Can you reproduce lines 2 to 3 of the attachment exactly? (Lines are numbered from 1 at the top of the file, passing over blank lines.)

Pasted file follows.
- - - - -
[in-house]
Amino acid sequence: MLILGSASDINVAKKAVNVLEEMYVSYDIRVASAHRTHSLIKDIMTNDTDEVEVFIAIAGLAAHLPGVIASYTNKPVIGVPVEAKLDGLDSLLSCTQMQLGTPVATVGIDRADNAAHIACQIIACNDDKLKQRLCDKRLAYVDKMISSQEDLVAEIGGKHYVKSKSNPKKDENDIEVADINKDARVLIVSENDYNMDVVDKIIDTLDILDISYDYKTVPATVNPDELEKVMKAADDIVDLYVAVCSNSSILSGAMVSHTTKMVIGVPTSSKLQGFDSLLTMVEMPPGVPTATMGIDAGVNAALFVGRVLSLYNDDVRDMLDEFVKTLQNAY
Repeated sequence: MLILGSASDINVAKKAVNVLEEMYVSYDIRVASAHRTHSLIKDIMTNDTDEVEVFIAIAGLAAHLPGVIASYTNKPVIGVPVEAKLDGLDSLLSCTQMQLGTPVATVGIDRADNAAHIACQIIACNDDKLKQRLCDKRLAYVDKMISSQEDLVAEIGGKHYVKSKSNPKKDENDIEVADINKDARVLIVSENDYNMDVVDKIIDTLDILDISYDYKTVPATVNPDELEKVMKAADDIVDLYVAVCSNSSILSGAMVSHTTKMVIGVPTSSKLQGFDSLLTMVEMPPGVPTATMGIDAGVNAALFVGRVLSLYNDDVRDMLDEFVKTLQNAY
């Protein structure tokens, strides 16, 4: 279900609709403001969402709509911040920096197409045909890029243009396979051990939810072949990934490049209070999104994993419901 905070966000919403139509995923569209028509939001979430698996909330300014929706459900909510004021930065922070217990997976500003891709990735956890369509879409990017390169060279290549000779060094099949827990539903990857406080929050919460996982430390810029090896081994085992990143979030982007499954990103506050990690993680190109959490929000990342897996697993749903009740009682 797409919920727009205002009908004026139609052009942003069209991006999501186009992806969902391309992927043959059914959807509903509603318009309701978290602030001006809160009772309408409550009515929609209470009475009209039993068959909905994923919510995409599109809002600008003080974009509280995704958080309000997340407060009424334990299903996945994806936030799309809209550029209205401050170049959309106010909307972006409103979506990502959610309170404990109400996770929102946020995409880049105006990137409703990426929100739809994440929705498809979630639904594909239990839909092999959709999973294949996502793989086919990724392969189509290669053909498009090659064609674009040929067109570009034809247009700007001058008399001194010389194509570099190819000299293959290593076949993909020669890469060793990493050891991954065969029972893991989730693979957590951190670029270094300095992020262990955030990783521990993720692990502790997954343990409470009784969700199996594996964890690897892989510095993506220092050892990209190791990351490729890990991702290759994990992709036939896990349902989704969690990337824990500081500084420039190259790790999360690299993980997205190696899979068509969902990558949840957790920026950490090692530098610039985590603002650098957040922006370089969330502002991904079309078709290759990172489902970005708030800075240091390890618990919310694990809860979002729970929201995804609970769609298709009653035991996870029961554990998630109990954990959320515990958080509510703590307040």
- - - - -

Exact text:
Amino acid sequence: MLILGSASDINVAKKAVNVLEEMYVSYDIRVASAHRTHSLIKDIMTNDTDEVEVFIAIAGLAAHLPGVIASYTNKPVIGVPVEAKLDGLDSLLSCTQMQLGTPVATVGIDRADNAAHIACQIIACNDDKLKQRLCDKRLAYVDKMISSQEDLVAEIGGKHYVKSKSNPKKDENDIEVADINKDARVLIVSENDYNMDVVDKIIDTLDILDISYDYKTVPATVNPDELEKVMKAADDIVDLYVAVCSNSSILSGAMVSHTTKMVIGVPTSSKLQGFDSLLTMVEMPPGVPTATMGIDAGVNAALFVGRVLSLYNDDVRDMLDEFVKTLQNAY
Repeated sequence: MLILGSASDINVAKKAVNVLEEMYVSYDIRVASAHRTHSLIKDIMTNDTDEVEVFIAIAGLAAHLPGVIASYTNKPVIGVPVEAKLDGLDSLLSCTQMQLGTPVATVGIDRADNAAHIACQIIACNDDKLKQRLCDKRLAYVDKMISSQEDLVAEIGGKHYVKSKSNPKKDENDIEVADINKDARVLIVSENDYNMDVVDKIIDTLDILDISYDYKTVPATVNPDELEKVMKAADDIVDLYVAVCSNSSILSGAMVSHTTKMVIGVPTSSKLQGFDSLLTMVEMPPGVPTATMGIDAGVNAALFVGRVLSLYNDDVRDMLDEFVKTLQNAY